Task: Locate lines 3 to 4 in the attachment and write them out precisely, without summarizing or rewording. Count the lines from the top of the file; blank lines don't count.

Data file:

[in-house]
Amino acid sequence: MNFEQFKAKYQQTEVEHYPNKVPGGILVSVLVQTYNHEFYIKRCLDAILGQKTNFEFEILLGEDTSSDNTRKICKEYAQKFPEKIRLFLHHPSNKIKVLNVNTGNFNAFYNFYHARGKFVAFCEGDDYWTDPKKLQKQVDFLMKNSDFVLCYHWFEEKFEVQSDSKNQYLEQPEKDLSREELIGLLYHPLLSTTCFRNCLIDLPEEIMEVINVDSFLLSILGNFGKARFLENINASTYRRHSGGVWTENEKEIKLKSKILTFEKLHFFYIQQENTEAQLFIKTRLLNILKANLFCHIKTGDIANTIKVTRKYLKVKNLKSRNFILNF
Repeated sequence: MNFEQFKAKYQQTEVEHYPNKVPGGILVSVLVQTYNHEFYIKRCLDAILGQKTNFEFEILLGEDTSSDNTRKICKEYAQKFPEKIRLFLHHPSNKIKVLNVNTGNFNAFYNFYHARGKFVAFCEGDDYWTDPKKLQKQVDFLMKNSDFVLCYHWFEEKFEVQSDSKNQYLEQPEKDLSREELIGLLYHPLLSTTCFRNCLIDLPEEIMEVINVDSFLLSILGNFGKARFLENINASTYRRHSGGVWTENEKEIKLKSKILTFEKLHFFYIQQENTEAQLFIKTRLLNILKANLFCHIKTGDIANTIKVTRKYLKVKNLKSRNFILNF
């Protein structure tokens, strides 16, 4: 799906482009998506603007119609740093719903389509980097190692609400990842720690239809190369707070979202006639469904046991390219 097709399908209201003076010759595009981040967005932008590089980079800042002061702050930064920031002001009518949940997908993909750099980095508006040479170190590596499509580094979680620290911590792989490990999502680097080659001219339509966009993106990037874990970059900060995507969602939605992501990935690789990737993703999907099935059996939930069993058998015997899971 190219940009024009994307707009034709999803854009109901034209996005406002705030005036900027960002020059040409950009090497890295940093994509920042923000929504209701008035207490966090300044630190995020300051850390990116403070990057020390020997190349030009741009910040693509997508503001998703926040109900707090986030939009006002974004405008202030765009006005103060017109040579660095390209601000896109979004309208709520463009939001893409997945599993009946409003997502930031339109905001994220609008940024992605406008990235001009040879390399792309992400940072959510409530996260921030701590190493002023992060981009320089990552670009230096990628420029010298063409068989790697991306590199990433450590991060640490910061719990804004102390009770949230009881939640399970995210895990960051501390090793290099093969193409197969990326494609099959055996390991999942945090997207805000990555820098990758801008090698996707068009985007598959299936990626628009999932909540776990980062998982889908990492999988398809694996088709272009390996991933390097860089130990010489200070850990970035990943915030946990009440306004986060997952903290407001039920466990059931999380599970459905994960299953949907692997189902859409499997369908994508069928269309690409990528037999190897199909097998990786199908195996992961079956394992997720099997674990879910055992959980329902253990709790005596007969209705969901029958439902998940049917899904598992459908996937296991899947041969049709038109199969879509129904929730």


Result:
Repeated sequence: MNFEQFKAKYQQTEVEHYPNKVPGGILVSVLVQTYNHEFYIKRCLDAILGQKTNFEFEILLGEDTSSDNTRKICKEYAQKFPEKIRLFLHHPSNKIKVLNVNTGNFNAFYNFYHARGKFVAFCEGDDYWTDPKKLQKQVDFLMKNSDFVLCYHWFEEKFEVQSDSKNQYLEQPEKDLSREELIGLLYHPLLSTTCFRNCLIDLPEEIMEVINVDSFLLSILGNFGKARFLENINASTYRRHSGGVWTENEKEIKLKSKILTFEKLHFFYIQQENTEAQLFIKTRLLNILKANLFCHIKTGDIANTIKVTRKYLKVKNLKSRNFILNF
């Protein structure tokens, strides 16, 4: 799906482009998506603007119609740093719903389509980097190692609400990842720690239809190369707070979202006639469904046991390219 097709399908209201003076010759595009981040967005932008590089980079800042002061702050930064920031002001009518949940997908993909750099980095508006040479170190590596499509580094979680620290911590792989490990999502680097080659001219339509966009993106990037874990970059900060995507969602939605992501990935690789990737993703999907099935059996939930069993058998015997899971 190219940009024009994307707009034709999803854009109901034209996005406002705030005036900027960002020059040409950009090497890295940093994509920042923000929504209701008035207490966090300044630190995020300051850390990116403070990057020390020997190349030009741009910040693509997508503001998703926040109900707090986030939009006002974004405008202030765009006005103060017109040579660095390209601000896109979004309208709520463009939001893409997945599993009946409003997502930031339109905001994220609008940024992605406008990235001009040879390399792309992400940072959510409530996260921030701590190493002023992060981009320089990552670009230096990628420029010298063409068989790697991306590199990433450590991060640490910061719990804004102390009770949230009881939640399970995210895990960051501390090793290099093969193409197969990326494609099959055996390991999942945090997207805000990555820098990758801008090698996707068009985007598959299936990626628009999932909540776990980062998982889908990492999988398809694996088709272009390996991933390097860089130990010489200070850990970035990943915030946990009440306004986060997952903290407001039920466990059931999380599970459905994960299953949907692997189902859409499997369908994508069928269309690409990528037999190897199909097998990786199908195996992961079956394992997720099997674990879910055992959980329902253990709790005596007969209705969901029958439902998940049917899904598992459908996937296991899947041969049709038109199969879509129904929730």